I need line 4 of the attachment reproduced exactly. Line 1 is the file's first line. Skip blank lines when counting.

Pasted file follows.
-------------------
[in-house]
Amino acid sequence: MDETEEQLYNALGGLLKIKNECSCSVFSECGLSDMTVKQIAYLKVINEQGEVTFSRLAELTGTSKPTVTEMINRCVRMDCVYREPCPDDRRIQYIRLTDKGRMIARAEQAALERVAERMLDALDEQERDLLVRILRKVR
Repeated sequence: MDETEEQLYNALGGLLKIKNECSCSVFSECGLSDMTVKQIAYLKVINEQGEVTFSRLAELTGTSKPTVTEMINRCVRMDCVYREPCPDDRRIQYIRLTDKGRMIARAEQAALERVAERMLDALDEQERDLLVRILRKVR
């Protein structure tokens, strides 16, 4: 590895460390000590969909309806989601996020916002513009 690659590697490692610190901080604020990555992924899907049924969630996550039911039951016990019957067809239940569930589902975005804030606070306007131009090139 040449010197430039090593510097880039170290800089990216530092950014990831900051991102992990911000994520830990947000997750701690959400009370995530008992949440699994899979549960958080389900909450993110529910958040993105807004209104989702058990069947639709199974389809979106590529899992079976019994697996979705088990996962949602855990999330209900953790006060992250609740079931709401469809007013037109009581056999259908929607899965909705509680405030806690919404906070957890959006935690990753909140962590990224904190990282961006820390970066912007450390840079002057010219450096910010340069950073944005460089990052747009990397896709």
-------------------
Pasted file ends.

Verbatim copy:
């Protein structure tokens, strides 16, 4: 590895460390000590969909309806989601996020916002513009 690659590697490692610190901080604020990555992924899907049924969630996550039911039951016990019957067809239940569930589902975005804030606070306007131009090139 040449010197430039090593510097880039170290800089990216530092950014990831900051991102992990911000994520830990947000997750701690959400009370995530008992949440699994899979549960958080389900909450993110529910958040993105807004209104989702058990069947639709199974389809979106590529899992079976019994697996979705088990996962949602855990999330209900953790006060992250609740079931709401469809007013037109009581056999259908929607899965909705509680405030806690919404906070957890959006935690990753909140962590990224904190990282961006820390970066912007450390840079002057010219450096910010340069950073944005460089990052747009990397896709």